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Do you think there might be life on other planets?

Recently, there has been a great deal of interest in the idea that we might not be alone in the Universe. This isn't really surprising when you consider all the excitement of the Mars Pathfinder Mission and the fact that some of the most successful movies in the last year have featured aliens in lead roles (Contact, Men in Black, Independence Day). Much of this renewed interest is also due to last year's discovery of a meteorite from the planet Mars.

Scientists say that 16 million years ago, a giant asteroid crashed into the planet Mars. The impact was so great that chunks of rock were thrown from the Martian surface into outer space. One of these rocks later fell to Earth as a meteorite and was found last year in Antarctica. Meteorites are simply rocks which fall to Earth from outer space. As these rocks pass through Earth's atmosphere, they often catch fire and can be seen at nighttime as "shooting stars".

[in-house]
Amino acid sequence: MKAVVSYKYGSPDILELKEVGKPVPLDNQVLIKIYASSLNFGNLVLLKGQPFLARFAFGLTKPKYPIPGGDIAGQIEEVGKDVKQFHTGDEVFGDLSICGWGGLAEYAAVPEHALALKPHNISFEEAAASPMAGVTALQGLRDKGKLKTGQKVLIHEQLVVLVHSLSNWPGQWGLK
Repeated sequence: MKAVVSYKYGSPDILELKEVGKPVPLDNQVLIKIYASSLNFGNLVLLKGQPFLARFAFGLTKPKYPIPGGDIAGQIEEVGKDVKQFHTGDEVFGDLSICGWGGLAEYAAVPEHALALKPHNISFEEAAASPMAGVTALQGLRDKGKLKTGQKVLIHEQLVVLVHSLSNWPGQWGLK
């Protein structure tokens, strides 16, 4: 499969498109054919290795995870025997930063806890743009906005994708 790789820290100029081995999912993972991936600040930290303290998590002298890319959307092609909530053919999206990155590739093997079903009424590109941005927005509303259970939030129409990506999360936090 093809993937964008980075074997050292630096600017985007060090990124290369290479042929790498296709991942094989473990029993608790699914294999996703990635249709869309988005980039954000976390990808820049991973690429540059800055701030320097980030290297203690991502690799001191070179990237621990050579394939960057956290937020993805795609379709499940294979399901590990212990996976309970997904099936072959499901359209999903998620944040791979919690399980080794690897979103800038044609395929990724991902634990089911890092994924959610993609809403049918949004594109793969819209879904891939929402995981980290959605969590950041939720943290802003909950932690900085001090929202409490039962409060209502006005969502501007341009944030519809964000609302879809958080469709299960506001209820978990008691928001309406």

This particular meteorite, named ALH 84001, is special because it contains structures and compounds that resemble bacteria we have on Earth. Does this mean there once was (or, could still be) life on Mars? We don't really know the answer yet, but you can be sure there are many scientists searching for more clues!

Submitted by Bianca (Canada)
Submitted by Erica (Alabama, USA)
Submitted by Billy (Iowa, USA)
Submitted by Amanda (Pennsylvania, USA)
(September 2, 1997)

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Windows to the Universe, a project of the National Earth Science Teachers Association, is sponsored in part is sponsored in part through grants from federal agencies (NASA and NOAA), and partnerships with affiliated organizations, including the American Geophysical Union, the Howard Hughes Medical Institute, the Earth System Information Partnership, the American Meteorological Society, the National Center for Science Education, and TERC. The American Geophysical Union and the American Geosciences Institute are Windows to the Universe Founding Partners. NESTA welcomes new Institutional Affiliates in support of our ongoing programs, as well as collaborations on new projects. Contact NESTA for more information. NASA ESIP NCSE HHMI AGU AGI AMS NOAA